By Leah Randt, Master Gardener
Creating season-long interest in your flowerbed is a rewarding part of our hobby. Watching as plants come alive and change throughout the season creates renewed interest and excitement. When the temperatures start to cool off with the approach of fall, you may find a lack of flowering plants in your bed. There are several choices of striking ornamental grasses to choose from, but what about flowers? I have picked my top four fall flowering perennials that you can plant for keeping color in your flowerbed until frost hits.
Anemone x hybrida, commonly called Windflower or Japanese Anemone, is in the buttercup family and can bring color to your flowerbed just as summer is fading. The dainty blooms can come in snow white, pink, or even dark purple, and they are a favorite of bees. This perennial is a vigorous, low-maintenance plant that forms neat, dense, compact mounds of foliage.
Japanese Anemone can grow to be 3-4 feet tall when blooming and will bloom for 5-8 weeks from late summer into early fall. The plant grows best in full sun to part shade, in evenly moist but well-drained soil. However, it has been known to do well even in clay soil. Deer and rabbits will leave Japanese Anemone plants alone, and they do not have any serious insect or disease problems. This perennial makes an excellent choice all around, especially for cottage-styled flower beds.
Helenium autumnale, commonly called Helenium or Sneezeweed. Allergy sufferers need not fear the name – Helenium blooms around the same time as wild ragweed. Ragweed is a major source of hay-fever-inducing pollen, and Helenium is falsely blamed for this because it blooms at the same time.
A member of the Asteraceae family, these daisy-like flowers resemble coneflowers and come in many different varieties from yellow to coppery brown and red. Preferring full sun and moist conditions, Helenium will quickly mature to three to five feet tall and have a spread of 24 inches wide. This fall blooming perennial is a great choice for pollinator beds or cut flower gardens.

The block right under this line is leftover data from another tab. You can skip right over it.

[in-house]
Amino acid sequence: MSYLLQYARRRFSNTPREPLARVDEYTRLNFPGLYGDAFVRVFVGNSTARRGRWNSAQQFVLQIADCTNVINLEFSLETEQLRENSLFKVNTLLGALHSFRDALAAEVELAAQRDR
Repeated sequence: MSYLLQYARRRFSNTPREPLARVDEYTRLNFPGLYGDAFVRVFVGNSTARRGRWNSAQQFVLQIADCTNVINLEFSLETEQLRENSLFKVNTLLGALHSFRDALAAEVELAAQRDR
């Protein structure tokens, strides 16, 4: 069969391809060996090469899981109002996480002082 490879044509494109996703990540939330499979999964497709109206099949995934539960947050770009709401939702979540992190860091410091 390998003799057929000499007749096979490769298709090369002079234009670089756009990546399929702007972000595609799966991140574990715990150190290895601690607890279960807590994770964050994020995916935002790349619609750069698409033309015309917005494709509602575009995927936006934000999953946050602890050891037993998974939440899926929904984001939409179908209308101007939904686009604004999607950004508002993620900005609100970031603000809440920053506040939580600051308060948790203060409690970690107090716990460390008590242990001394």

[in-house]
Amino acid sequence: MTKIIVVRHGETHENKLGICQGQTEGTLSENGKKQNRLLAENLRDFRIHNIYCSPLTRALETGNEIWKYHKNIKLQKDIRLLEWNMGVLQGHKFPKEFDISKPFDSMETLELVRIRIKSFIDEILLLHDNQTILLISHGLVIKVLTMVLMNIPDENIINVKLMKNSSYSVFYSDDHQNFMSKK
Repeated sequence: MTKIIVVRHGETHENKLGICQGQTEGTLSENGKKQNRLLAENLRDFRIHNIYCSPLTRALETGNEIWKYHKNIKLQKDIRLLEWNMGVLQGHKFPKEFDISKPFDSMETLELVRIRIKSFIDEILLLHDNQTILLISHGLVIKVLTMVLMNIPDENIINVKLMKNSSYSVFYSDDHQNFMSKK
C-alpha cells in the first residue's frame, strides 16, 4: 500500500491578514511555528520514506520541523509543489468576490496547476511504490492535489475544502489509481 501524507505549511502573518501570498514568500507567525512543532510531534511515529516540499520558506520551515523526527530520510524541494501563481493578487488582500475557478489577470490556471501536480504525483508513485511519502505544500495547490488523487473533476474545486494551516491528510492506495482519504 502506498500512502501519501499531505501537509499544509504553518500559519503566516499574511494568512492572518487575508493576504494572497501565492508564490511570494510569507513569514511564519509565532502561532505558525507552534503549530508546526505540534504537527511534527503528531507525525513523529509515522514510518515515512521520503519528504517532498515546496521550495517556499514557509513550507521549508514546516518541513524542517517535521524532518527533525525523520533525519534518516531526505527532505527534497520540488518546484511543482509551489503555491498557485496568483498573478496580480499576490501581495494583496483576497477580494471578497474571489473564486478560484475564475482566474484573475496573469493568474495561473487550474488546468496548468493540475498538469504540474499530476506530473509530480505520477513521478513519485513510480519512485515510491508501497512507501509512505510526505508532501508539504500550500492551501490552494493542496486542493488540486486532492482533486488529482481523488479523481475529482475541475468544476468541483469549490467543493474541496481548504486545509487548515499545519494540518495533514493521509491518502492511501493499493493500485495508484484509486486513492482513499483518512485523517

Balloon Flowers, Platycodon grandifloras, are a clump-forming perennial flower. They are well named for their puffy, balloon-like buds that swell up to produce 2-3-inch star-shaped flowers. Just before the blooms burst, kids love to pop them open. It can be a great way to get children enthusiastic about gardening.
These flowers are an excellent choice for any gardener because they are resilient and demand no special treatment. You will get the most flowers if you plant in full sun (but part shade is also acceptable) and if you deadhead spent blooms.
Providing cheerful lavender/blue flowers P. grandifloras will grow to a height of 24 to 36 inches. They make a great middle to back of the border plant because they rarely flop over and their soft color compliments many other plants. Balloon Flowers also make lovely additions to containers.
Asters make a wonderful addition to any flower bed looking to continue color into fall. Asters flower in response to the shortening days of fall. They bloom from August through October, sometimes into November.
There are dozens of cultivars of Asters, and their daisy-like flowers range in color from purple, blue, or pink. Pollinators will flock to this plant as it provides a rare source of late-season nectar. Asters prefer to be planted in an area with full sun and well-draining soils. They need plenty of room to grow in your flowerbed, reaching mature heights of 1-6 feet tall and 1-4 feet wide, this size can vary by type. I prefer to prune mine back mid-season to keep them bushier. Asters also make a lovely choice if you wish to feed wild birds. If left standing through winter, finches and chickadees are fond of Aster seeds.
Creating color interest in your flowerbed through fall can be made possible with the additions of Japanese Anemone, Helenium, Balloon Flowers, and Asters. All these flowering perennials are unique and easy to care for. They come in a variety of colors, so you will be sure to find one that compliments your garden design. With added benefits, such as attracting pollinators or feeding wild birds, this group of perennials are excellent for anyone looking to support wildlife going into our cold Minnesota winters.
If you are looking for more information on what to plant in your flower bed, be sure to check out the U of M extension website or contact your local Master Gardeners.